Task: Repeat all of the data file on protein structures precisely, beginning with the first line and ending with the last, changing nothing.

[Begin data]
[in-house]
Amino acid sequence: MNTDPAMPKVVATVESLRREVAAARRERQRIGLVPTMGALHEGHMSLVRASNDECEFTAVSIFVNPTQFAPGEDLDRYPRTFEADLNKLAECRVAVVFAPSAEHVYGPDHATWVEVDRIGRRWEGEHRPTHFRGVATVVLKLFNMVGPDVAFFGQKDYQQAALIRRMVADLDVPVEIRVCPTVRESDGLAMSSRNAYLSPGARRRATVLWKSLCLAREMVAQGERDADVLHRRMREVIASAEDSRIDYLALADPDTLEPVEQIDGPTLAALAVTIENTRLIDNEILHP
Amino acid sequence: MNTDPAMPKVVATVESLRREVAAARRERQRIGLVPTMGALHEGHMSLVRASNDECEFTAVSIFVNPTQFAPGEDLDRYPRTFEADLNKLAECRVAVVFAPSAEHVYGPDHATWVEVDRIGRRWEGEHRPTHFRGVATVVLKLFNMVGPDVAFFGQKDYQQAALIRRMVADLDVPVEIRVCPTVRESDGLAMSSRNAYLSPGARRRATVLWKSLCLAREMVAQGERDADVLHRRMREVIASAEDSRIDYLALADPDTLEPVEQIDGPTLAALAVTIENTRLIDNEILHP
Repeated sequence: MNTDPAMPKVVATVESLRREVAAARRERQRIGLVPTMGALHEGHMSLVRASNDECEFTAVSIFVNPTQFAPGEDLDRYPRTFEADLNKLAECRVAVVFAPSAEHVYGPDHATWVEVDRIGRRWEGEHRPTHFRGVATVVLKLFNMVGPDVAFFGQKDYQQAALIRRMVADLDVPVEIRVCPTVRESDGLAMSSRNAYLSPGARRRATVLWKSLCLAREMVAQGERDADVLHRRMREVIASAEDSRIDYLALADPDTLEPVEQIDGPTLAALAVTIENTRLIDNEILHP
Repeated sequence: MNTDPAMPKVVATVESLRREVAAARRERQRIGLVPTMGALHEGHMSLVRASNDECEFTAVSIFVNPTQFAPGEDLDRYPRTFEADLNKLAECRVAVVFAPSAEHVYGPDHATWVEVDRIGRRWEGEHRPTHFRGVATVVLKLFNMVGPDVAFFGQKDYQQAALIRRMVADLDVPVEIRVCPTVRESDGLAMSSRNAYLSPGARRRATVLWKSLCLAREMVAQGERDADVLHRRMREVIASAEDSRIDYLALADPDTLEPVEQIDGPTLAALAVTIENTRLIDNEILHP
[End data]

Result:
[in-house]
Amino acid sequence: MNTDPAMPKVVATVESLRREVAAARRERQRIGLVPTMGALHEGHMSLVRASNDECEFTAVSIFVNPTQFAPGEDLDRYPRTFEADLNKLAECRVAVVFAPSAEHVYGPDHATWVEVDRIGRRWEGEHRPTHFRGVATVVLKLFNMVGPDVAFFGQKDYQQAALIRRMVADLDVPVEIRVCPTVRESDGLAMSSRNAYLSPGARRRATVLWKSLCLAREMVAQGERDADVLHRRMREVIASAEDSRIDYLALADPDTLEPVEQIDGPTLAALAVTIENTRLIDNEILHP
Amino acid sequence: MNTDPAMPKVVATVESLRREVAAARRERQRIGLVPTMGALHEGHMSLVRASNDECEFTAVSIFVNPTQFAPGEDLDRYPRTFEADLNKLAECRVAVVFAPSAEHVYGPDHATWVEVDRIGRRWEGEHRPTHFRGVATVVLKLFNMVGPDVAFFGQKDYQQAALIRRMVADLDVPVEIRVCPTVRESDGLAMSSRNAYLSPGARRRATVLWKSLCLAREMVAQGERDADVLHRRMREVIASAEDSRIDYLALADPDTLEPVEQIDGPTLAALAVTIENTRLIDNEILHP
Repeated sequence: MNTDPAMPKVVATVESLRREVAAARRERQRIGLVPTMGALHEGHMSLVRASNDECEFTAVSIFVNPTQFAPGEDLDRYPRTFEADLNKLAECRVAVVFAPSAEHVYGPDHATWVEVDRIGRRWEGEHRPTHFRGVATVVLKLFNMVGPDVAFFGQKDYQQAALIRRMVADLDVPVEIRVCPTVRESDGLAMSSRNAYLSPGARRRATVLWKSLCLAREMVAQGERDADVLHRRMREVIASAEDSRIDYLALADPDTLEPVEQIDGPTLAALAVTIENTRLIDNEILHP
Repeated sequence: MNTDPAMPKVVATVESLRREVAAARRERQRIGLVPTMGALHEGHMSLVRASNDECEFTAVSIFVNPTQFAPGEDLDRYPRTFEADLNKLAECRVAVVFAPSAEHVYGPDHATWVEVDRIGRRWEGEHRPTHFRGVATVVLKLFNMVGPDVAFFGQKDYQQAALIRRMVADLDVPVEIRVCPTVRESDGLAMSSRNAYLSPGARRRATVLWKSLCLAREMVAQGERDADVLHRRMREVIASAEDSRIDYLALADPDTLEPVEQIDGPTLAALAVTIENTRLIDNEILHP